Tech Report: Online storage options
Consumers have more choice than ever for their online storage needs. Whether you want to backup your entire movie collection or just upload a few photos, tech companies large and small are falling over themselves to offer you a personalized storage service.
Here are a few of the more popular options, including pricing structure and why each one might be the right choice for you:
Launched in 2008, Dropbox was one of the first publicly available online storage solutions. Dropbox has expanded rapidly over the past four years, adding mobile options and several other features, but its emphasis has always been on synchronization and sharing.
Pricing: Free for up to 2 GB of storage, although that free allocation can be extended to 18 GB through referrals and other promotions. Pro plans start at 100 GB for $9.99 per month or $99.00 per year.
Why it could be right for you: Dropbox has picked up a lot of fans over its short life because of its simplicity and reliability. Consumers without an affiliation to Apple or Google will continue to enjoy its independence, although power users may eventually tire of paying more than the competition for premium options.
SkyDrive is part of the Windows Live range of online services. Users can keep uploaded files private, share them with specific contacts, or make them publicly available. Microsoft recently released a SkyDrive desktop app for Windows Vista, Windows 7 and Mac OS X users, which allows users to create and edit Microsoft Office documents directly within a web browser. Changes are synchronized when users save a document.
Pricing: Free for up to 7 GB of storage. An additional 20 GB is available for $10 per year, with other options priced at the equivalent of $1 for every 2 GB of extra storage.
Why it could be right for you: Despite recently cutting back the allocation of storage space for new users from 25 GB to 7 GB, SkyDrive still offers the most free storage of any of the popular services. SkyDrive also integrates well with other Windows programs, including Hotmail. The universal popularity of the Microsoft Office programs will make it a convenient and effective sharing and collaboration tool for most PC users.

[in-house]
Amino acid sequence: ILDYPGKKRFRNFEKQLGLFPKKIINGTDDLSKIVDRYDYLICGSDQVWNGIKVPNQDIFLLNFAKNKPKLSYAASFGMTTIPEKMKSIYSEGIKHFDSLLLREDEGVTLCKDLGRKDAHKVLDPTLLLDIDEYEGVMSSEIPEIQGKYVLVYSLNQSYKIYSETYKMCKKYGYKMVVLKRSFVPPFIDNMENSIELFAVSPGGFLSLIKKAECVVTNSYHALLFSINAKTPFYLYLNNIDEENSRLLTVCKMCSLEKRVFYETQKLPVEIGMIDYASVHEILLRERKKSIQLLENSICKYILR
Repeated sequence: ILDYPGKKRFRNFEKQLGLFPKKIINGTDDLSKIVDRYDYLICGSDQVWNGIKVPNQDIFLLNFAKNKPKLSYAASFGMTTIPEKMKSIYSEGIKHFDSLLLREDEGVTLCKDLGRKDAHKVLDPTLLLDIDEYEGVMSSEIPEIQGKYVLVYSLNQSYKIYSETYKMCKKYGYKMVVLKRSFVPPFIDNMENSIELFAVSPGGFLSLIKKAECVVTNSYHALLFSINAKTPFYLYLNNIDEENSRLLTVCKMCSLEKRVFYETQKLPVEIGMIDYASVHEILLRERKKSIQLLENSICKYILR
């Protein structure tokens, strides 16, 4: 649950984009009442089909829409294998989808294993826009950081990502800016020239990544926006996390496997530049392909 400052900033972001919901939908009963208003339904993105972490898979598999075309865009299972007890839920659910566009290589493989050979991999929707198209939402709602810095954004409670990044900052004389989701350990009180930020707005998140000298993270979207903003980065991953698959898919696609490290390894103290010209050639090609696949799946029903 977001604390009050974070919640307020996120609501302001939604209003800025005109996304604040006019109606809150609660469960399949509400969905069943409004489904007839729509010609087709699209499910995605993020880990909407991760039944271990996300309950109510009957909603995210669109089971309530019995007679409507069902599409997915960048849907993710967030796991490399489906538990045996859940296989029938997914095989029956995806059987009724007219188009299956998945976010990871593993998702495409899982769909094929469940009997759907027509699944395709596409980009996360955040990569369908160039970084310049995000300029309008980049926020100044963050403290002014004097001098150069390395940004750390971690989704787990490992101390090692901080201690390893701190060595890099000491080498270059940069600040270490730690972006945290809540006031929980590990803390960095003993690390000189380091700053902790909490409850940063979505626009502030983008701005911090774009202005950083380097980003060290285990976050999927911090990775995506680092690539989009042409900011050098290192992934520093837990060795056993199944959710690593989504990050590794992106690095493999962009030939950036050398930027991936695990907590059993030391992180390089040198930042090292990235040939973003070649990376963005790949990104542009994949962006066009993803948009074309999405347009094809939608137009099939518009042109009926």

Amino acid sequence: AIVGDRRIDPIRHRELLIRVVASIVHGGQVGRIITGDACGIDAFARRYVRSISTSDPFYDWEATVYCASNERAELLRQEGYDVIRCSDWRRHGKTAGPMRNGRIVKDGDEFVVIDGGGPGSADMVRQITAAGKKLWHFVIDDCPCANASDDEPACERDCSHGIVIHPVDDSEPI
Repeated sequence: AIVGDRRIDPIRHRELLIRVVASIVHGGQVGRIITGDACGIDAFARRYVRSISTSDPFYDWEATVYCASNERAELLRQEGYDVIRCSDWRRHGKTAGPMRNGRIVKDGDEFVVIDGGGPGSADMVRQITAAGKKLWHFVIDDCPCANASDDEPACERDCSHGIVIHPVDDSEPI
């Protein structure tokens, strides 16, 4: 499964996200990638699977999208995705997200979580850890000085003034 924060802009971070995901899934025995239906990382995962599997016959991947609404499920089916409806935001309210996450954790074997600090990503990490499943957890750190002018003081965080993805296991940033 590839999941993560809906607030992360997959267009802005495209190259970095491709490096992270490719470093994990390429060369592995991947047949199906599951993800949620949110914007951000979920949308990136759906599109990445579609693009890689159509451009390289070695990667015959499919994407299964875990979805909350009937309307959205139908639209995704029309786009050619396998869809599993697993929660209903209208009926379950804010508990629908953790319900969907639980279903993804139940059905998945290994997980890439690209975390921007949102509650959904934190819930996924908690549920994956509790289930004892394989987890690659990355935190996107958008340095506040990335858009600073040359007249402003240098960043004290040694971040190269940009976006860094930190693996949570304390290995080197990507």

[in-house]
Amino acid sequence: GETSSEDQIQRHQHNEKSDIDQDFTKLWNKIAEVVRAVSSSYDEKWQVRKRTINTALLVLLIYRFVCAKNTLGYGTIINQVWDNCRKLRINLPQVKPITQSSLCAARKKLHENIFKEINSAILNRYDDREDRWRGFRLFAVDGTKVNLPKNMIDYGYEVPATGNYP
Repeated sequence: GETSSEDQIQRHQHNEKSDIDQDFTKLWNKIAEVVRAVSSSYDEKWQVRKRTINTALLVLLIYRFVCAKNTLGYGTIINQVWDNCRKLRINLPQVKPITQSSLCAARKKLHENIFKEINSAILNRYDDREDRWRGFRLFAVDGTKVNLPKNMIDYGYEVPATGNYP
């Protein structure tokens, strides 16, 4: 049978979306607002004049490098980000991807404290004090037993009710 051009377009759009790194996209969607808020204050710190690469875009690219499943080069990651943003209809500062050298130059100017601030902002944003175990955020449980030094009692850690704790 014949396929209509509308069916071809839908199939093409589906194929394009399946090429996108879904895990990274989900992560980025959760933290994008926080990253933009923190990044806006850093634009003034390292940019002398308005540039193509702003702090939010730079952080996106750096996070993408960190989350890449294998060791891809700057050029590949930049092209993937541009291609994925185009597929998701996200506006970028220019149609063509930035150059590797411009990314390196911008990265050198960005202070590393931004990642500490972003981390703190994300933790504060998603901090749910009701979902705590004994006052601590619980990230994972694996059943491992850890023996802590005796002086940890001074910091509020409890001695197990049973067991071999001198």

Apple's iCloud storage service allows you to store and sync all your music, photos, files, contacts, and other content, so it’s available on any Apple device you choose, any time you want.
All new Apple devices are already synced for iCloud. Owners of older devices are asked to opt-in to iCloud when they download iOS 5.
Price: iCloud is free for the first 5 GB of space, and additional storage can be purchased at the rate of $20 per year for each incremental 10 GB. Media purchased through iTunes doesn’t count against the basic 5 GB allocation.
Why it could be right for you: If you have an iPhone or any other Apple hardware, then iCloud is a no-brainer. Although it can also cater to the power user, iCloud is specifically designed for consumers, allowing them to access their photos, apps, and other files from any Apple device. And the beauty of iCloud is that it automatically syncs, meaning that no further action is required to backup and secure your data.
Google Drive allows individuals and businesses to store photos, videos, documents, and other files on Google’s servers so they are available from any web-enabled device.
Google has the advantage of being able to integrate Google Drive with many of its other services. For example, Google+ users will be able to post photos directly from Drive, and Google is also working on an option for Gmail users to attach files from Google Drive to their e-mails. Google Docs is built right into Google Drive, so you can work in real time with others on documents, spreadsheets, and presentations.
Price: Google Drive gives users 5 GB of storage for free. There is also a 25 GB option for $2.49 per month, or you can have 100 GB for $4.99 per month.
Why it could be right for you: The main advantage of Google Drive for most consumers will be the ability to store files and data and then access and share them from anywhere. You can install Google drive on a Mac or PC and download the Drive app to Android mobile devices. A Drive app for iOS devices (iPhone and iPad) is expected to be released shortly.
Amazon Cloud Drive
Billed as “your personal hard drive in the cloud,” Amazon Cloud Drive is available to store music, videos, photos, and documents. All you need is a web browser to upload, download and access your files from any computer. Once your files are uploaded to Cloud Drive, you can organize them into different folders, copy them, rename them, or delete them You can play your music from Amazon Cloud Drive on any device using the Amazon Cloud Player.
Price: Cloud Drive comes with 5 GB of free storage. You can purchase additional storage up to 1000 GB at the rate of $1 per GB per year. Purchases made from the Amazon music store don’t count towards your individual storage allowance.
Why it could be right for you: Although Amazon Cloud Drive is clearly designed to get consumers to buy more music from the Amazon music store, it also offers a straightforward backup and storage option for non-music files. While the cost of the higher storage options might be prohibitive, it’s another solid choice for anyone looking for free backup.
Can you recommend other online storage solutions? Share them with The Online Mom!